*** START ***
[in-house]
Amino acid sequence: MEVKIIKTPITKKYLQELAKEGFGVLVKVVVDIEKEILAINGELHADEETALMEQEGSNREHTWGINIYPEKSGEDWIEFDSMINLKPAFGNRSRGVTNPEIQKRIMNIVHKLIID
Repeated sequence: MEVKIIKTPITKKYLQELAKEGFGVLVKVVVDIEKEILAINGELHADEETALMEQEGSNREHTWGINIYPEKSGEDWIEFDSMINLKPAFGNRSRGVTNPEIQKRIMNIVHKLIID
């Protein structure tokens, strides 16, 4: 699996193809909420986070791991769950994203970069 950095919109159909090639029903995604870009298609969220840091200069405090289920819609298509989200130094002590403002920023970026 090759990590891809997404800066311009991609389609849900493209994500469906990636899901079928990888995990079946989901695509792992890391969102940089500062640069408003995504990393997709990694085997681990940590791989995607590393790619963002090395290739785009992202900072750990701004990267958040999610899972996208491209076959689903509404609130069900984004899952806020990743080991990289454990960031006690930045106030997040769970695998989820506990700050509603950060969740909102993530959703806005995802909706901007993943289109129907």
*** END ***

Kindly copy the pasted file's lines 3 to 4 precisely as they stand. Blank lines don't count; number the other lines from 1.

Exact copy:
Repeated sequence: MEVKIIKTPITKKYLQELAKEGFGVLVKVVVDIEKEILAINGELHADEETALMEQEGSNREHTWGINIYPEKSGEDWIEFDSMINLKPAFGNRSRGVTNPEIQKRIMNIVHKLIID
């Protein structure tokens, strides 16, 4: 699996193809909420986070791991769950994203970069 950095919109159909090639029903995604870009298609969220840091200069405090289920819609298509989200130094002590403002920023970026 090759990590891809997404800066311009991609389609849900493209994500469906990636899901079928990888995990079946989901695509792992890391969102940089500062640069408003995504990393997709990694085997681990940590791989995607590393790619963002090395290739785009992202900072750990701004990267958040999610899972996208491209076959689903509404609130069900984004899952806020990743080991990289454990960031006690930045106030997040769970695998989820506990700050509603950060969740909102993530959703806005995802909706901007993943289109129907």